The question I have is where to start? There has been a lot on the web recently about testing Data Migration projects. How do you test to know, not just that the migration will work in a technical sense, but that after it has run, the data we put in front of our business colleagues will not break the business?
As those of you who follow this blog regularly will be aware, I have highlighted a number of migrations in the past that appeared to work technically but which, once the back slapping of the cutover day plus one has ended, gradually (or not so gradually) dragged the company downwards. On the other hand I have also reported on a number of Data Migrations that have been a success. The data has moved over smoothly and with a controlled and predicted size of fallout within the threshold for success followed by a rapid ramp up to full benefits realisation. (Have a look at the first blog of this year for an example).
So what makes for success and what makes for failure? How much is testing to blame and, if all migrations are tested why do they still frequently fail? Are we getting our testing right and what could we improve?
On the other hand I could have a look at Data Migration governance - what should you have in place from the very start of your migration that means you will have a controlled flight path to a successful conclusion? Why do some migration projects spiral out of control whilst others run to time and budget?
Or again, we could look at our relationships with third parties. Most Data Migrations these days have at least one and often more than one third party involved. There is the software supplier and the systems integrator. There are hardware vendors, there may be specialist Data Migration consultants (like me) and data quality consultants. How do we structure relationships so that we are all winners? How are these relationships best represented in the contracts we sign? What are the contractual pitfalls we should be aware of?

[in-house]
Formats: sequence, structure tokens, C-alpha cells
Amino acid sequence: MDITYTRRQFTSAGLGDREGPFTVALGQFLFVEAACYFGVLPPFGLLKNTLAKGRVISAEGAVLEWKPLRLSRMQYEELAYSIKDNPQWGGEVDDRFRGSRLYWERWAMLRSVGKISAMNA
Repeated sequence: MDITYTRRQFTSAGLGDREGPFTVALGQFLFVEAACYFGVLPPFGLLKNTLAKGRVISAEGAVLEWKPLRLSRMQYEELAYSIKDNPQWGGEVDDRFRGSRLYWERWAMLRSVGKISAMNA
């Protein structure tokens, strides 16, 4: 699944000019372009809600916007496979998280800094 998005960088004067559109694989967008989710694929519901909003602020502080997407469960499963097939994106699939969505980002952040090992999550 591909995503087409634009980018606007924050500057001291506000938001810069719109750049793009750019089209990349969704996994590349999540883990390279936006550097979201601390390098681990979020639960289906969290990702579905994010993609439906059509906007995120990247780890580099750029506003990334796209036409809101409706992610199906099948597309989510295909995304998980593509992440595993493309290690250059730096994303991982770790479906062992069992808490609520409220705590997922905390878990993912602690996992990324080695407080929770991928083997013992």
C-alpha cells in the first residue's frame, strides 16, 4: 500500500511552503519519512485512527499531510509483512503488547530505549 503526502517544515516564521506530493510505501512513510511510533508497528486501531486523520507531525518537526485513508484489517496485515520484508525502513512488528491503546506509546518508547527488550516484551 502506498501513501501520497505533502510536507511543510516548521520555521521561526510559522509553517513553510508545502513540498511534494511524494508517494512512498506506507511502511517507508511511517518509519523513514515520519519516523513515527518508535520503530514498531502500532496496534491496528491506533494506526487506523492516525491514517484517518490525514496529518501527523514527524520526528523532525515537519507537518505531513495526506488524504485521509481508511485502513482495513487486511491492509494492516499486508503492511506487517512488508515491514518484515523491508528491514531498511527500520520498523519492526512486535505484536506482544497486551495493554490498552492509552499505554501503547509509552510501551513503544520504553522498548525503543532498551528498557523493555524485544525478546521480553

Perhaps you would prefer something more technical? A briefing on the best practice use of profiling tools maybe or how to tune a Data Migration to optimise throughput perhaps?
Whatever you would prefer, please use the comments box or, for the more discrete, please use the email contact details below to let me know. Next week I will be introducing you to more of the sponsors and speakers for Data Migration Matters 5.
About the author
John Morris has over 20 years experience in IT as a programmer, business analyst, project manager and data architect. He has spent the last 10 years working exclusively on data migration and system integration projects. John is the author of Practical Data Migration.